The rumors stated that Christopher Keys was kidnapped by two black men, taken to a hotel and robbed of his money, keys and cell phone.
However, the real story is more complicated than that.
Because of this rumor, local news station 13 WMAZ did an investigation into the situation.
Verify: Facebook post about carjacking at north Macon CVS not real https://t.co/xGcG5l0Q1m— 13WMAZ News (@13WMAZ News)1590095825.0
The rumor shared around Facebook stated that Keys, a married man and local youth pastor, was kidnapped from a local CVS parking lot after shopping and forced to a motel. There the kidnappers stole his phone, about $70 cash and his keys.
After he got away, he recovered his phone which was discarded in a Walmart parking lot and tried to call 9-1-1. However in his story, no one answered.
When he did get a hold of emergency services, he was told by law enforcement there was nothing they could do for him.
This was the story Keys told his friends and family and this is what was passed around Facebook.
This article is a wild ride and a demonstration of how crazy FB is and how quickly false info spreads The post cl… https://t.co/f4H4xHO4UY— Daniel Windham 🧂 (@Daniel Windham 🧂)1590095539.0
Married youth pastor fabricated story about being kidnapped to cover up soliciting male prostitute: police - https://t.co/FEN4LU2UYV— Clay #STAYSatHOME! (@Clay #STAYSatHOME!)1590186083.0
911, I've been kidnapped, driven to hotel, and robbed at gunpoint. Also, this definitely isn't a hoax to hide going… https://t.co/uE8GuRGePv— dimplasm (@dimplasm)1590186354.0
His story, though, is not what actually happened.
Yes, Keys was robbed and yes, he surprisingly recovered his phone from a Walmart parking lot. However, he did not end up at the motel because he was kidnapped.
Instead, he was there soliciting sex from a Craigslist ad.
Keys told deputies he was just going to lie to his friends and family and state he was kidnapped. From there, the rumor spread.
When 13 WMAZ heard of this rumor, the idea that they missed a police report for a kidnapping worried them, so they looked into the case. The statement that emergency services didn't answer was concerning as well.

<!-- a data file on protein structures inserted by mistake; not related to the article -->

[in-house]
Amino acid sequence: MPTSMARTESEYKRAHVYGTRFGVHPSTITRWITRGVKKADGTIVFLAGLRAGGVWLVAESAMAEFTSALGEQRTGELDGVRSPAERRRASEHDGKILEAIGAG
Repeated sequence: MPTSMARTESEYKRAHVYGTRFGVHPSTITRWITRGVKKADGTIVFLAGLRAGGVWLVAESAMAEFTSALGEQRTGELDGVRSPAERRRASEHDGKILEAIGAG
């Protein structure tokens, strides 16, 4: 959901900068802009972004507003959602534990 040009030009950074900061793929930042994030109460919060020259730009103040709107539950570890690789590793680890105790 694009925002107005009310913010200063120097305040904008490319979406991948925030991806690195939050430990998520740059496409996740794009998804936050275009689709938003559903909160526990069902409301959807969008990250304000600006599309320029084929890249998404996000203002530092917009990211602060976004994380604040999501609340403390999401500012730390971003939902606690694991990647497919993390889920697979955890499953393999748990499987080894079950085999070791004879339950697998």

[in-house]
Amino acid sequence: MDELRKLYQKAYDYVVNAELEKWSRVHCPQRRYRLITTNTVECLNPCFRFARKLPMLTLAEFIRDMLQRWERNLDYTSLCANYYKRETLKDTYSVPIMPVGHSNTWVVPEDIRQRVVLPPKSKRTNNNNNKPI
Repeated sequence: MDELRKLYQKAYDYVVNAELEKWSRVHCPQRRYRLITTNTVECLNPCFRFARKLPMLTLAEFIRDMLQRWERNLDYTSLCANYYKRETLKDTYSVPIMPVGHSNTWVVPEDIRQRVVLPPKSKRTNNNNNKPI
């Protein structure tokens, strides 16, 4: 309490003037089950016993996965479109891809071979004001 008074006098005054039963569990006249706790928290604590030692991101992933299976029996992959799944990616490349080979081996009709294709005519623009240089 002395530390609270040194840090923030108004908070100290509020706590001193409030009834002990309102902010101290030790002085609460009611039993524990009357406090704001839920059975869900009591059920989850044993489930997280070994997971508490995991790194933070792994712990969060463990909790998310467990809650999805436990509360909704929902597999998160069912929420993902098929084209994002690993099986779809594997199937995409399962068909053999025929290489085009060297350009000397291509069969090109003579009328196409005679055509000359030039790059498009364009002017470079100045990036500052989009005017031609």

Because of all the confusion surrounding Keys rumors and 13 WMAZ's story, the Bibb County Sheriff put out a statement and set the record straight.
Once the truth came out, deputies charged Keys with "solicitation of sodomy" which is how Keys was outed.
@askboomer1949 Typical.— Robbert (@Robbert)1590437566.0
@PinkNews He also tried to pin this on 2 black men, saying he’d been kidnapped. I don’t feel sorry for him— ⚖️🇨🇦Emma STAY HOME🏳️🌈 (@⚖️🇨🇦Emma STAY HOME🏳️🌈)1590435915.0
Damn shame that in the 21st century some men are still so afraid of being labeled gay or bisexual they will create… https://t.co/pSnzMpCoOM— WriterMarkWooden (@WriterMarkWooden)1590173911.0
Oh, I see. Another crime in defense of maintaining the norms of white straight cis masculinity, because admitting y… https://t.co/cpcVB3SyPD— Dr. Aphra Behn (@Dr. Aphra Behn)1590513523.0
Despite the use of the term "sodomy" in the charge, you cannot be charged with a crime based on it. However, offering to pay for sex, or solicitation, is still illegal in much of the United States.
There is also an issue with the fact that this story outed Keys' sexuality. Some see this as just a horrible side effect of the truth of the story.
It'd be best if someone who isn't heteronormative is allowed to control when or if they are outed, but spreading a harmful rumor forced the truth out.
@10Plus20Birdy @ImpeachmentHour is "soliciting" asking for it or offering it? i don't want to get in trouble on my next visit...— Khlamydia MF Kardashian (@Khlamydia MF Kardashian)1590170143.0
@Jayforce @escaped_ferret @RawStory I have several friends who came out very late in their lives and they admit tha… https://t.co/VfnWfn2mMk— Bee Geesus (@Bee Geesus)1590168013.0
Keys has since been let go from working as a youth pastor for the Wesleyan Drive Baptist Church. The sheriff's department is still investigating the robbery as well, though without a focus on kidnapping.